Governments have adopted a robust set of guidelines for implementing the landmark 2015 Paris Climate Change Agreement. The implementation of the agreement will benefit people from all walks of life, especially the most vulnerable.
The agreed ‘Katowice Climate Package’ is designed to operationalize the climate change regime contained in the Paris Agreement. Under the auspices of the United Nations Climate Change Secretariat, it will promote international cooperation and encourage greater ambition.
The guidelines will promote trust among nations that all countries are playing their part in addressing the challenge of climate change.
The President of COP24, Mr. Michal Kurtyka of Poland, said: “All nations have worked tirelessly. All nations showed their commitment. All nations can leave Katowice with a sense of pride, knowing that their efforts have paid off. The guidelines contained in the Katowice Climate Package provide the basis for implementing the agreement as of 2020”.
The Katowice package includes guidelines that will operationalize the transparency framework.
It sets out how countries will provide information about their Nationally Determined Contributions (NDCs) that describe their domestic climate actions. This information includes mitigation and adaptation measures as well as details of financial support for climate action in developing countries.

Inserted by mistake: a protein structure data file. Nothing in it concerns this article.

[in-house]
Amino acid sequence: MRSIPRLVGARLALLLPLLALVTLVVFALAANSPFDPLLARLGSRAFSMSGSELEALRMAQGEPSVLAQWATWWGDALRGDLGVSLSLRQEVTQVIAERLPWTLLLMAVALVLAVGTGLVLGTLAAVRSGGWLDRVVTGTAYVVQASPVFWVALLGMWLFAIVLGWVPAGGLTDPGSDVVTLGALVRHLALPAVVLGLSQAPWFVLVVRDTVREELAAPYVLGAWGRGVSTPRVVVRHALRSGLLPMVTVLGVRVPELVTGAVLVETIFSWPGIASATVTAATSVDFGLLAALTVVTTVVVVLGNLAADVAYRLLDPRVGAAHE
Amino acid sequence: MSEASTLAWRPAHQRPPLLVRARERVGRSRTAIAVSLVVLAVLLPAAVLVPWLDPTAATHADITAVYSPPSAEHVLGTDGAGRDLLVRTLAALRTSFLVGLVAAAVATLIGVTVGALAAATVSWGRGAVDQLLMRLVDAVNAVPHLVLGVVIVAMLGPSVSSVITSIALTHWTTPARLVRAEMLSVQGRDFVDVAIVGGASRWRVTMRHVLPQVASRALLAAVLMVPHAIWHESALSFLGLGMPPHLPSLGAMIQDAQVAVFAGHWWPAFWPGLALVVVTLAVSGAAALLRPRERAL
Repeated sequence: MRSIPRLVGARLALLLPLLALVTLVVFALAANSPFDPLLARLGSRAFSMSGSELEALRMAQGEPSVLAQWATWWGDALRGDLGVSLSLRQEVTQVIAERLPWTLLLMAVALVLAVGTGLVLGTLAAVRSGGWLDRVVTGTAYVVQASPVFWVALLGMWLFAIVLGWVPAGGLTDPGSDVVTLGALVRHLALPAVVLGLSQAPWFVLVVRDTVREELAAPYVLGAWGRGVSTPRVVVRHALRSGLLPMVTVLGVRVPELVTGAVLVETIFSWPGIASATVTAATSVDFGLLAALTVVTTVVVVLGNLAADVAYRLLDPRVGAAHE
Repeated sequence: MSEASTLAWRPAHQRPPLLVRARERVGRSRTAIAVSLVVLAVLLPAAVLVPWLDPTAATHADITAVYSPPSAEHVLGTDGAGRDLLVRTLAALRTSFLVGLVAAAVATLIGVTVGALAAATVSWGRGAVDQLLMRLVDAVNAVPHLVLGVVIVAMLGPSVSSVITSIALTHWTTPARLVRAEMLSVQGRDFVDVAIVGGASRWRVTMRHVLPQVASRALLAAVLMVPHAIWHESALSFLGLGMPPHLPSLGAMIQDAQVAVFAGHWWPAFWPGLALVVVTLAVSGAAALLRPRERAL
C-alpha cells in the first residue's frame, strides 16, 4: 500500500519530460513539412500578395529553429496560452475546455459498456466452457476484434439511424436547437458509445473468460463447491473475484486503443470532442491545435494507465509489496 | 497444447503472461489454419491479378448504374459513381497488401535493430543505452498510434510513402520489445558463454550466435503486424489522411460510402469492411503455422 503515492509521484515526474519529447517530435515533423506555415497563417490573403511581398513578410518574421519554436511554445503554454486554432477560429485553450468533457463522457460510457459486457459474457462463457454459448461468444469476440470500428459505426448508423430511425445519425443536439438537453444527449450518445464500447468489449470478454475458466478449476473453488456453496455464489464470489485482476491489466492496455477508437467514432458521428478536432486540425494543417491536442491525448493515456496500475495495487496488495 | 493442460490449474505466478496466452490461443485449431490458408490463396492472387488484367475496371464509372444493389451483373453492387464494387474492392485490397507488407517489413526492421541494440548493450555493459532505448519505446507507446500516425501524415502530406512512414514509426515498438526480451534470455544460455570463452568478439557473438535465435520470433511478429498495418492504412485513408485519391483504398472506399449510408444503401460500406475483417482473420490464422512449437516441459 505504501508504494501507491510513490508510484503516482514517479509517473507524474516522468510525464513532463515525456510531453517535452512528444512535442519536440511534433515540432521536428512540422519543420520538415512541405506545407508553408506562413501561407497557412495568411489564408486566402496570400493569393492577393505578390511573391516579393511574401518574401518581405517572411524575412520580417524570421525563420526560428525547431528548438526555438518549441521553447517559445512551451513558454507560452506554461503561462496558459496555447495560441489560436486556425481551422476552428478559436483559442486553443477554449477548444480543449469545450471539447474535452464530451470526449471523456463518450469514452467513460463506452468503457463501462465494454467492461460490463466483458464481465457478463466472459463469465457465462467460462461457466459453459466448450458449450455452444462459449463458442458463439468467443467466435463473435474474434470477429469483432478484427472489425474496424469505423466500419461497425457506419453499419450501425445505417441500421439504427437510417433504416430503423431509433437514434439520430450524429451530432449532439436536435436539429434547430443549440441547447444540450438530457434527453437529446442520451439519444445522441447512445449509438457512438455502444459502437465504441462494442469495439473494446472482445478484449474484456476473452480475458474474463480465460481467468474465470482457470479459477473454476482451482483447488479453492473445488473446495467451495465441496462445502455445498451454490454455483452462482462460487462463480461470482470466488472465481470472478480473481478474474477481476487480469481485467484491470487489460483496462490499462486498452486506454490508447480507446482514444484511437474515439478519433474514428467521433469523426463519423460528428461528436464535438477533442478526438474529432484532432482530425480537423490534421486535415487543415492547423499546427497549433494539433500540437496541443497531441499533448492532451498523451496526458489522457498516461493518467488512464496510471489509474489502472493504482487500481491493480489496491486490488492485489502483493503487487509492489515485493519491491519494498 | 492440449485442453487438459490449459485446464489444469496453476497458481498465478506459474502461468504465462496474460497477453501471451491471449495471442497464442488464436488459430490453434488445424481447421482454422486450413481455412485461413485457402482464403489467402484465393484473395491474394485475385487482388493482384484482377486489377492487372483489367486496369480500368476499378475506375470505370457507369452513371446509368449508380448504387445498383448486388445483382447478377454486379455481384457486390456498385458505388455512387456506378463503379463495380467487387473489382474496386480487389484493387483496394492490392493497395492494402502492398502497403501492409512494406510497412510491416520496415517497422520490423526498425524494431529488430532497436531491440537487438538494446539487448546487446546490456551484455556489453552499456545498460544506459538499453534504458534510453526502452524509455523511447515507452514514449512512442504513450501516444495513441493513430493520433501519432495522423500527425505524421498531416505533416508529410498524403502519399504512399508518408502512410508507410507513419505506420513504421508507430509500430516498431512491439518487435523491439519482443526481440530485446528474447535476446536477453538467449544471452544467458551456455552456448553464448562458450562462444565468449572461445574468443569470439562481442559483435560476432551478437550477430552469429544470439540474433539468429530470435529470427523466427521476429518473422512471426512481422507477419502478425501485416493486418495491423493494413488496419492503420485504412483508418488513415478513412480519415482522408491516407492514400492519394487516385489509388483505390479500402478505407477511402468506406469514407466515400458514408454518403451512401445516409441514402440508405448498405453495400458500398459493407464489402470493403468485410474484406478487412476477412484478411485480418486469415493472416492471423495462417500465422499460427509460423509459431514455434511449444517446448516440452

The package also includes guidelines that relate to:
- The process for establishing new targets on finance from 2025 onwards to follow-on from the current target of mobilizing USD 100 billion per year from 2020 to support developing countries
- How to conduct the Global Stocktake of the effectiveness of climate action in 2023
- How to assess progress on the development and transfer of technology
The UN’s Climate Chief, Ms. Patricia Espinosa said: “This is an excellent achievement! The multilateral system has delivered a solid result. This is a roadmap for the international community to decisively address climate change”.
Despite the progress made at this year’s talks, some believe that the UN process will always be too slow to measure up to the scale and urgency of the problems, and new ways should be found to take action independently.
The next COP meeting will take place in Chile in the second half of 2019.
See also: https://unfccc.int
Source: UNFCCC, 15 December